Emerson and Christian Smith probed the grassroots of white evangelical America. They found that despite recent efforts by the movement's leaders to address the problem of racial discrimination, evangelicals themselves seem to be preserving America's racial chasm. In fact, most white evangelicals see no systematic discrimination against blacks. But the authors contend that it is not active racism that prevents evangelicals from recognizing ongoing problems in American society. Instead, it is the evangelical movement's emphasis on individualism, free will, and personal relationships that makes invisible the pervasive injustice that perpetuates racial inequality. Most racial problems, the subjects told the authors, can be solved by the repentance and conversion of the sinful individuals at fault. Combining a substantial body of evidence with sophisticated analysis and interpretation, the authors throw sharp light on the oldest American dilemma. In the end, they conclude that despite the best intentions of evangelical leaders and some positive trends, real racial reconciliation remains far over the horizon.
Woke Church: An Urgent Call for Christians in America to Confront Racism and Injustice
Eric Mason - 2018
They spoke hard words that often chafed and unsettled their listeners. Like the Old Testament prophets, and more recent prophetic voices like Frederick Douglass, Dr. Eric Mason calls the evangelical church to a much-needed reckoning. In a time when many feel confused, complacent, or even angry, he challenges the church to:Be Aware – to understand that the issue of justice is not a black issue, it’s a kingdom issue. To learn how the history of racism in America and in the church has tainted our witness to a watching world.Be Redemptive – to grieve and lament what we have lost and to regain our prophetic voice, calling the church to remember our gospel imperative to promote justice and mercy.Be Active – to move beyond polite, safe conversations about reconciliation and begin to set things aright for our soon-coming King, who will be looking for a WOKE CHURCH.
The Myth of Equality: Uncovering the Roots of Injustice and Privilege
Ken Wytsma - 2017
Every week yet another incident involving racial tension splashes across headlines and dominates our news feeds. But it's not easy to unpack the origins of these tensions, and perhaps we wonder whether any of these issues really has anything to do with us. Ken Wytsma, founder of the Justice Conference, understands these questions. He has gone through his own journey of understanding the underpinnings of inequality and privilege. In this timely, insightful book Wytsma unpacks what we need to know to be grounded in conversations about today's race-related issues. And he helps us come to a deeper understanding of both the origins of these issues and the reconciling role we are called to play as witnesses of the gospel. Inequality and privilege are real. The Myth of Equality opens our eyes to realities we may have never realized were present in our society and world. And we will be changed for the better as a result.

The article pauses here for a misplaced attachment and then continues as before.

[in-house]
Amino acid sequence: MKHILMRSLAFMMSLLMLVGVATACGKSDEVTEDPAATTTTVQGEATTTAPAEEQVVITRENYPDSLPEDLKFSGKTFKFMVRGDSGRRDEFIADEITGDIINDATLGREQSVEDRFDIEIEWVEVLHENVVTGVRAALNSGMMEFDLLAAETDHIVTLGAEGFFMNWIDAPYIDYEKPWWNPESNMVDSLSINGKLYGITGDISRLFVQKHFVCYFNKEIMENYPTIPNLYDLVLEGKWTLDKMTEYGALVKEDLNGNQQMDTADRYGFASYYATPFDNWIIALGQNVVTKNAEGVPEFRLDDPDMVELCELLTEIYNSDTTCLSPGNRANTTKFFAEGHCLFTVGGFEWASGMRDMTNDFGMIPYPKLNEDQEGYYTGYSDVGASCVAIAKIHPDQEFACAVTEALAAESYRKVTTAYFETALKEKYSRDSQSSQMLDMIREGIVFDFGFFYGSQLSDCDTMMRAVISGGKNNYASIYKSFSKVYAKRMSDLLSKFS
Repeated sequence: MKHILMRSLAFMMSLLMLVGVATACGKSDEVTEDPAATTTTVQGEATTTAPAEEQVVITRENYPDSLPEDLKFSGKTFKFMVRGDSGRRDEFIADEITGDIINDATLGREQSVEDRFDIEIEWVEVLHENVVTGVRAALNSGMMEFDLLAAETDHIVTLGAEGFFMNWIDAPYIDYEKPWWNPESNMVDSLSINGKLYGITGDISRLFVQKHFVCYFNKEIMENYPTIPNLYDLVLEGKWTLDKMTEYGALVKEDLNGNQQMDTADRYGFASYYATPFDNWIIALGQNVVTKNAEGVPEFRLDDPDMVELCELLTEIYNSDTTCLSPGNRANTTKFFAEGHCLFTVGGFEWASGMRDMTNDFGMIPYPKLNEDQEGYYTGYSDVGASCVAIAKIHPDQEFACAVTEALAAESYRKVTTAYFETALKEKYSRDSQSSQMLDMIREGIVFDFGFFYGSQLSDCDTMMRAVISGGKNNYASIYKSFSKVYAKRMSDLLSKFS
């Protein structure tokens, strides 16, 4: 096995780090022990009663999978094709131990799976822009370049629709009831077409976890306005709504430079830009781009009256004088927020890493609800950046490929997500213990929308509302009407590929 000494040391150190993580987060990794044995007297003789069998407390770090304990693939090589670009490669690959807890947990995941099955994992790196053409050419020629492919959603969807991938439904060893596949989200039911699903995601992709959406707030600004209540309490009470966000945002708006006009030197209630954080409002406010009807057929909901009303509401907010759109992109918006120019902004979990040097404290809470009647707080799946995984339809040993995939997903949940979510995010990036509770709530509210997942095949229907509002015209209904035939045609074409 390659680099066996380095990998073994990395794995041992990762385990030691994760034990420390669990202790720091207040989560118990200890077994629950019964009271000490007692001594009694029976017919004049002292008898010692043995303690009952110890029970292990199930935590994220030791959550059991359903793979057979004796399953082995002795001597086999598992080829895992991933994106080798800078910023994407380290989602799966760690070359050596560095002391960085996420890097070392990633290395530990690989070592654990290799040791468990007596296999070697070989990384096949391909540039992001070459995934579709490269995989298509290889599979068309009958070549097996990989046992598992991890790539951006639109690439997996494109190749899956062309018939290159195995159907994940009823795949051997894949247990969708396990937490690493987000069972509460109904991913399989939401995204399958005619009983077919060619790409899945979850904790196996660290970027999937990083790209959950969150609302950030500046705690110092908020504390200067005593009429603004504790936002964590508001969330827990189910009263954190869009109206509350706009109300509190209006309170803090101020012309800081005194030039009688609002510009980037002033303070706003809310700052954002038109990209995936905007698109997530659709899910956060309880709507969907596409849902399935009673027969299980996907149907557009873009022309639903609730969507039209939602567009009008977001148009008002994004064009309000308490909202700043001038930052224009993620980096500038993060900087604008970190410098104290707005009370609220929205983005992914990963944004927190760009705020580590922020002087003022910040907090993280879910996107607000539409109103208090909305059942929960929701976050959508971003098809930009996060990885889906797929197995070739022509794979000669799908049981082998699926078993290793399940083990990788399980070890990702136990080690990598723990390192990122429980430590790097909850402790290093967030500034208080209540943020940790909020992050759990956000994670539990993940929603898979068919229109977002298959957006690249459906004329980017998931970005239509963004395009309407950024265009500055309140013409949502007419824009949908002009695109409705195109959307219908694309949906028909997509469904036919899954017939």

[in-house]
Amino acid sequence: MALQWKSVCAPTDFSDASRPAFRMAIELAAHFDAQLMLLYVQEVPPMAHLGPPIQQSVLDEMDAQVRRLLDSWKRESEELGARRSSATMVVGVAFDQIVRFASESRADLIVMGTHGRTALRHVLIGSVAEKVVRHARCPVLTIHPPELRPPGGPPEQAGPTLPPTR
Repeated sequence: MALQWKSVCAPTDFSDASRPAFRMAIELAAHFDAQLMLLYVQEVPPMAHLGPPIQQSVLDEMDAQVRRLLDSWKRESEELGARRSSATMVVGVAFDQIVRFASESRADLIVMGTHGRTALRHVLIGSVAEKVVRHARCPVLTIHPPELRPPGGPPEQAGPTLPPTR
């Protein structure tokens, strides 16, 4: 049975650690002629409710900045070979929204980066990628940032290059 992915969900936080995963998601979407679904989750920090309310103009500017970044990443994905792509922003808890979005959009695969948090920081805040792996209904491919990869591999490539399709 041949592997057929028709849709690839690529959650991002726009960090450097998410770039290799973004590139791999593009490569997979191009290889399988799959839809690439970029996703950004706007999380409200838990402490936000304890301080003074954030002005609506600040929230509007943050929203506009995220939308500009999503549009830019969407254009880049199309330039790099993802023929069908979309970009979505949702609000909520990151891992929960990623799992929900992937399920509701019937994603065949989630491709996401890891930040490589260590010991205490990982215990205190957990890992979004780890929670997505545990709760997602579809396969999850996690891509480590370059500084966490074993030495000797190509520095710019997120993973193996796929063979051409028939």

Tears We Cannot Stop: A Sermon to White America
Michael Eric Dyson - 2017
In his 2016 New York Times op-ed piece "Death in Black and White," Michael Eric Dyson moved a nation. Now he continues to speak out in Tears We Cannot Stop―a provocative and deeply personal call for change. Dyson argues that if we are to make real racial progress we must face difficult truths, including being honest about how black grievance has been ignored, dismissed, or discounted.The time is at hand for reckoning with the past, recognizing the truth of the present, and moving together to redeem the nation for our future. If we don't act now, if you don't address race immediately, there very well may be no future.
How to Be an Antiracist
Ibram X. Kendi - 2019
Kendi's concept of antiracism reenergizes and reshapes the conversation about racial justice in America--but even more fundamentally, points us toward liberating new ways of thinking about ourselves and each other. In How to be an Antiracist, Kendi asks us to think about what an antiracist society might look like, and how we can play an active role in building it. In this book, Kendi weaves together an electrifying combination of ethics, history, law, and science, bringing it all together with an engaging personal narrative of his own awakening to antiracism. How to Be an Antiracist is an essential work for anyone who wants to go beyond an awareness of racism to the next step: contributing to the formation of a truly just and equitable society.